A cautionary tale about selling cars

It is hard for me to say that America provides “Liberty, and Justice for All” when I see stories such as this:

Jeff Hayden has gotten himself into one fine mess. He sold his truck in 2007 to a man who promised to finish the paperwork for the vehicle sale. But maybe because the buyer didn’t want to pay the sales tax, he never completed the title transfer.The next year, the new owner was the bad guy in a hit-and-run accident. He apparently decided to make it look like Hayden was still the owner so he’d take the rap.

It worked.

Hayden got notice in the mail that he was being sued in justice of the peace court by the hit-and-run victim’s insurance company, State Farm, which wanted him to pay $6,000 to cover the damage.

Hayden, of Alvarado, was frustrated by the letter because he knew the vehicle wasn’t his and he wasn’t involved in any accident. He’s a truck driver, and he was on the road in Montana when the court date was scheduled.

In what he now admits is one of the biggest mistakes of his life, he ignored the court date and lost a default judgment of $6,000.

Then last month, he learned that his driver’s license had been suspended because he hadn’t paid the $6,000 to State Farm. Now he can’t earn a living because he can’t drive. He says he’s been offered two jobs but had to turn them down until his license is restored.

He sought The Watchdog’s help.

The Watchdog doesn’t particularly like to help people who skip court dates and don’t follow through properly on the paperwork for a vehicle sale. But Hayden has a family of five, and he is running out of money.

What annoys Hayden most is that he has had many conversations with the State Farm lawyer, and that the lawyer refuses to help him. Hayden even posted a nasty note about the lawyer on a website. Clearly, he’s frustrated.

The lawyer, Michael McReynolds of Dallas, says as much as he would like to help Hayden, the paperwork shows that Hayden was the vehicle’s owner at the time of the 2008 accident.

Hayden says the title along with two other filed documents are forgeries. The buyer, to cover his tracks, filed an amended certificate of title with the state showing that Hayden had incorrectly filled out the first one. Somebody else signed Hayden’s name on that, he says.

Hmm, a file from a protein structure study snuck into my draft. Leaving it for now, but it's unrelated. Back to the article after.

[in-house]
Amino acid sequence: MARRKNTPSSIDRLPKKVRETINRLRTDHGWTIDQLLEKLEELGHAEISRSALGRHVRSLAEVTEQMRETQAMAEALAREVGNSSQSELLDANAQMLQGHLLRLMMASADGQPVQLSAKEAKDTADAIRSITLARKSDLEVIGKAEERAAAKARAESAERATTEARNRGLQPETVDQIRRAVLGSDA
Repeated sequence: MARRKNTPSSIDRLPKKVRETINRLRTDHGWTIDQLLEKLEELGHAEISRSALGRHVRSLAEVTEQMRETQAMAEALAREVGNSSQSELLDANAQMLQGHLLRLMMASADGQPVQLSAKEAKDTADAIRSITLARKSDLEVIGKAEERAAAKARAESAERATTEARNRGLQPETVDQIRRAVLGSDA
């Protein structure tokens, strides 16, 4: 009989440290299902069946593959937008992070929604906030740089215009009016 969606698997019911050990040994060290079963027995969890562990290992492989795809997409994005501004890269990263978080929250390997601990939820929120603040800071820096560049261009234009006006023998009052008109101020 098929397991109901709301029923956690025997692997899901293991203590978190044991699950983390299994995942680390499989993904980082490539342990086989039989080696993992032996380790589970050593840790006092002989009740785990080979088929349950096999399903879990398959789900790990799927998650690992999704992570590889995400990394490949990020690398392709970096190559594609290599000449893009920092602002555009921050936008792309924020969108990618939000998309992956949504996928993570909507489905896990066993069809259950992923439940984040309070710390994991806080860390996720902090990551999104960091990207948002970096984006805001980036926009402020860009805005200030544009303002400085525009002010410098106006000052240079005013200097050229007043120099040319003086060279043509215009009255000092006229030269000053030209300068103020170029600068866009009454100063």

The title does show that the vehicle was sold again by Hayden’s buyer, but that part looks forged, too. The title has names crossed out and Hayden’s name is inserted in between signatures.

Hayden has complained to the Clay County Sheriff’s Department (the first buyer lived there), but he hasn’t heard back. The office didn’t respond to The Watchdog’s request for comment.

The State Farm lawyer says he doesn’t believe Hayden’s story. The paperwork shows otherwise. The solution? McReynolds tells The Watchdog that he needs a police officer to inform him that the title is forged. Then State Farm can work to end the case.

Vehicle title problems are common enough that the state launched a campaign called “Protect your title, Texas” to inform Texans of proper selling procedures.

Hayden says he now knows that he is supposed to go to the tax office at a local courthouse or subcourthouse and work with a government clerk to finalize the sale. He learned this from a title analyst at the state Department of Motor Vehicles.

The analyst, William Lauder, helped Hayden figure out about the forged signatures. The official also told him he could be the “poster boy” for the “Protect your title, Texas” campaign.

“I’m the worst-case scenario right here,” Hayden said, not so proudly.

Lauder told me that when someone sells a vehicle, the new owner doesn’t keep the original license plates. That’s supposed to help alleviate ownership problems, too. Hayden let the buyer keep his plates.

Hayden’s restoration of his driver’s license is not going to be easy. Aside from not driving a truck for a living, he says he can’t drive to the store for milk.

McReynolds said that if a judgment based on an accident remains unsatisfied for more than 60 days, he can request that the Texas Department of Public Safety suspend a license. That’s what he did.

McReynolds says he expects that Hayden would have to pay him the $6,000 in installments so he can get his license back.

“I refused to pay,” Hayden said. “I’m not paying for a wreck I was not in with a truck I didn’t own.”

He may not have a choice.

Source

So many bad stereotypes at play here, the worst of which seems to be the slimey lawyer.

 

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